...the hate movement in the United States has taken on a new, modern face. The strength of the contemporary hate movement is grounded in its ability to repackage its message in ways that make it more palatable, and in its ability to exploit the points of intersection between itself and prevailing ideological canons. In short, the hate movement is attempting to move itself into the mainstream of United States culture and politics. [10]

So it was for CAN until its bankruptcy in 1996. CAN was a literal offshoot of the earlier tax-exempt Citizens Freedom Foundation - Information Services [see Document 8], itself another development from the even earlier Citizens Freedom Foundation (CFF) which was at one time the nation’s largest ACM group. CAN proclaimed itself to be an informational clearing house for facts about NRMs. At the same time it was aggressive in promoting a "mind control" model of NRM membership though its representatives (at least publicly) righteously denied any involvement in coercive deprogrammings. In the remainder of this paper we turn to evidence (in admittedly abbreviated conference paper form) suggesting a rather different evaluation of CAN’s operations and purposes.

The Transition from CFF to CAN

Deprogramming (referring to the pseudo-therapy in which the member of an unpopular or controversial religion is abducted, involuntarily detained, and repeatedly demeaned/harangued/harassed/threatened by individuals, usually paid by that person’s family, until that person recants the faith system) has become a term in popular culture. Recently, given the unsavory reputations of many deprogrammers [see Document 9; see also Document 10 on Ted Patrick’s criminal conviction, and Document 11 on Rick Ross and his criminal convictions], they have adopted new euphemisms for their roles, such as "interventionists" and "exit counselors." Unfortunately these terms muddy the water. Such terms may legitimately apply to voluntary discussions among NRM members and their families guided by a trained counselor or simply become a linguistic dodge used by coercive deprogrammers. But the presupposition is still there in the new terminology: the purpose of the activity is to "exit" members from their associations in non-approved religions and which affiliations call for intervention, exit, or deprogramming, not tolerance or acceptance.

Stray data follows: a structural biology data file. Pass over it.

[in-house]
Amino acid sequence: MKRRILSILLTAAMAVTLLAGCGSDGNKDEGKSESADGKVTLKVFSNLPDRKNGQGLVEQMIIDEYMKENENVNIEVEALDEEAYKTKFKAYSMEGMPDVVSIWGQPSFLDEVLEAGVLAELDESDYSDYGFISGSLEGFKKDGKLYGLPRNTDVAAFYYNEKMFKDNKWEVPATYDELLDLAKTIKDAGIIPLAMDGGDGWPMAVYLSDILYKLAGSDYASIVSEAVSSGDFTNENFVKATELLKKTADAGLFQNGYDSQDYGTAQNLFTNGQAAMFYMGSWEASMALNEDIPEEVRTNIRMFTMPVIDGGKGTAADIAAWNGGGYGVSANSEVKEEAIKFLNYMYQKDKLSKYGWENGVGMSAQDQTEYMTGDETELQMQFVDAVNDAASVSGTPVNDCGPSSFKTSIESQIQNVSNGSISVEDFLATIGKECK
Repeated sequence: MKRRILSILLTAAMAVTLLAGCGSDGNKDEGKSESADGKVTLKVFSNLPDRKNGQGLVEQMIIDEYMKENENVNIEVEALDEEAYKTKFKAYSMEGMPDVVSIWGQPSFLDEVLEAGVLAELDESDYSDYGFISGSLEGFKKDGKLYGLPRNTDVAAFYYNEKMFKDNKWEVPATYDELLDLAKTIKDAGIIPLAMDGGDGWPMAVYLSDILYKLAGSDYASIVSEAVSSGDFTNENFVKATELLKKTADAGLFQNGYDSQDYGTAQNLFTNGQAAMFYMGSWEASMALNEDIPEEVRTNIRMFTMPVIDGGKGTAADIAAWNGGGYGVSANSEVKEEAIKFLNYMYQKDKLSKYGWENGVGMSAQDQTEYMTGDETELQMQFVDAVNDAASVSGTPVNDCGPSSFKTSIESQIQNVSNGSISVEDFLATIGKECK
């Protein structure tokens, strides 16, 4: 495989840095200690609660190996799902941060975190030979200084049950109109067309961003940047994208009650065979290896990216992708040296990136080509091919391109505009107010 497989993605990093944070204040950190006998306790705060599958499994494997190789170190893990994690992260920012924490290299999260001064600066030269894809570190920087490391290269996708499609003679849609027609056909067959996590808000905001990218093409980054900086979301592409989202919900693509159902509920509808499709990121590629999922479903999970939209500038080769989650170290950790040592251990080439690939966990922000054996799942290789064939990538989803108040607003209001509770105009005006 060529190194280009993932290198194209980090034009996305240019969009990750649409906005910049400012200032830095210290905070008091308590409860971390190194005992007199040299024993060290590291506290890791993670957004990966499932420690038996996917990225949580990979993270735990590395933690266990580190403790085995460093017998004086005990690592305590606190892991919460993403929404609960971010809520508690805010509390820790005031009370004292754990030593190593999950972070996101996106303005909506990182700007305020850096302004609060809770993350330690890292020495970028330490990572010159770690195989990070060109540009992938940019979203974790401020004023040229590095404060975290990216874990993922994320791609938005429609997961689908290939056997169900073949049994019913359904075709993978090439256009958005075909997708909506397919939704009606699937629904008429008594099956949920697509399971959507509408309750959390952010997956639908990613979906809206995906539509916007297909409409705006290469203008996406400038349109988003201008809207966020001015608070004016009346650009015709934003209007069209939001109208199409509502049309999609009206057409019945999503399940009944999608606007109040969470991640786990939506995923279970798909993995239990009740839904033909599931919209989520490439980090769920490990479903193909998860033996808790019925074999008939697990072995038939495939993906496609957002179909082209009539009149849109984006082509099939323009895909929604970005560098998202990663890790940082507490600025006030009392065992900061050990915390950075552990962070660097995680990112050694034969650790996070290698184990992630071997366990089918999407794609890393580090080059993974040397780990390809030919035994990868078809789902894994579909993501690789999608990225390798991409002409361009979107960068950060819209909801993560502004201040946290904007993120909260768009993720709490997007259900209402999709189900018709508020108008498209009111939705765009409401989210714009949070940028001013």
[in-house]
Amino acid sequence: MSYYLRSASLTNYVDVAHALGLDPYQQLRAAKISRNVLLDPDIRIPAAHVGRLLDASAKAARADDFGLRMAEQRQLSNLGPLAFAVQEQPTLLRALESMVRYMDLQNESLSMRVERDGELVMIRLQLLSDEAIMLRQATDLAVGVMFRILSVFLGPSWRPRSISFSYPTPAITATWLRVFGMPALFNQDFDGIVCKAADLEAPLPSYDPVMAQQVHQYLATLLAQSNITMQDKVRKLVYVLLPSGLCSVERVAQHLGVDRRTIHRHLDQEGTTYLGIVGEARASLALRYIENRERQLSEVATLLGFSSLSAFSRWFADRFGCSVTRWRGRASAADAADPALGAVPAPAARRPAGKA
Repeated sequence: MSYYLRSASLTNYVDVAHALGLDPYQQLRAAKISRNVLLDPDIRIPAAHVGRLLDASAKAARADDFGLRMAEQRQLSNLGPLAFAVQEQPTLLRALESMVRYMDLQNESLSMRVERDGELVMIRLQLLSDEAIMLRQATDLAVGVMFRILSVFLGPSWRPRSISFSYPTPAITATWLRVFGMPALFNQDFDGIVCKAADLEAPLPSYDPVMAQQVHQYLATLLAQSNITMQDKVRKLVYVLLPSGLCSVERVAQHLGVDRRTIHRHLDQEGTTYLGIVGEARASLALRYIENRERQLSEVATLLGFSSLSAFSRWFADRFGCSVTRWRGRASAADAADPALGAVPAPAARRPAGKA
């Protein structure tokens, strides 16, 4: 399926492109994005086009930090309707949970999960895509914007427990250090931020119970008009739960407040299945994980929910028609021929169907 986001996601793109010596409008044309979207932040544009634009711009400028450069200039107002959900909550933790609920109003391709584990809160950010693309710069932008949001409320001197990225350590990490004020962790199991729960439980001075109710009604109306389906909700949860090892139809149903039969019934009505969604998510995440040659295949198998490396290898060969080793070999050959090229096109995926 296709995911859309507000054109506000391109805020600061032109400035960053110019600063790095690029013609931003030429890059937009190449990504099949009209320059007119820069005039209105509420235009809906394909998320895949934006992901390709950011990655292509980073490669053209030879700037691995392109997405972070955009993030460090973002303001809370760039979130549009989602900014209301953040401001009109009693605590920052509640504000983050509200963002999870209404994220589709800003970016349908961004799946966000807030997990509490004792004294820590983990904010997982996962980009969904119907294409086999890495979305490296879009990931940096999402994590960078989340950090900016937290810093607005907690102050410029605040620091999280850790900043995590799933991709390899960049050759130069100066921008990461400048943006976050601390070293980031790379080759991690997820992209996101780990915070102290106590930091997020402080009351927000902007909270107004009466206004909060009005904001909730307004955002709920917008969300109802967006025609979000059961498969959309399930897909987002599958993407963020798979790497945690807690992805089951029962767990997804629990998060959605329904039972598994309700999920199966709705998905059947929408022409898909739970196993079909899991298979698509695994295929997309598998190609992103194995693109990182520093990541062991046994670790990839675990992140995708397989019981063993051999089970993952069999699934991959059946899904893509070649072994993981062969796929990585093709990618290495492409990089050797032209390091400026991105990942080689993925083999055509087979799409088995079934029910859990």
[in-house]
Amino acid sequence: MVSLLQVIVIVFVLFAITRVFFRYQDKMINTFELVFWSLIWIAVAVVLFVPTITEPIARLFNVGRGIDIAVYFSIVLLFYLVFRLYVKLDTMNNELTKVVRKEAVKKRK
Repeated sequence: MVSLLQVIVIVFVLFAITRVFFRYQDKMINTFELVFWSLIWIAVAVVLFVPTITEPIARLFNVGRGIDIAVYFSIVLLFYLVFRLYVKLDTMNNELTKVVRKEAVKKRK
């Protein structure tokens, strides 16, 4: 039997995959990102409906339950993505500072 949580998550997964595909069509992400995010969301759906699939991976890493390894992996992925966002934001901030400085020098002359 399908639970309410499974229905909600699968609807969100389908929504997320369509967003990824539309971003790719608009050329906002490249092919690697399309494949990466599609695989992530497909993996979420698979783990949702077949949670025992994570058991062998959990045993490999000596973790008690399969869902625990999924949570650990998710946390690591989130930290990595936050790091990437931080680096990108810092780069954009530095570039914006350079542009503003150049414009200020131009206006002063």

Examples of deprogramming, some given national attention and others more local, are legion. We certainly do not have the space here to provide legal, media, and anecdotal-narrative data on even a modest fraction of such cases. However, to give readers a flavor of several well known cases, we provide a sampler of six deprogrammings in Appendix A.

It is worth examining several pieces of information on CAN’s predecessor, CFF, and the brief period of CFF’s transition into CAN since any changes made were plainly cosmetic and, more importantly, CAN continued CFF corporate crime policy of facilitating and even encouraging street crime (coercive deprogrammings).

CFF and CFF-IS had close but at times ambivalent relations to deprogrammers. Early CFF brochures [see Document 12] admired the coercive practice as a necessary, even heroic evil and endorsed it: later CFF and CAN disassociated the organizations from deprogramming at least on paper. Both groups, however, served as conduits for referrals to deprogrammers.

Kent E. Vaughn, a member of the CFF board of directors from 1983-84 and certainly no "cult apologist" (having two adult daughters involved with The Way International), recalls gaining a definite sense that CFF (shortly before it became CAN in the mid-1980s) had a Janus-like public persona very different from its real operations [see Document 13]. He was made particularly uneasy by deprogrammers’ regular contact with CFF officers: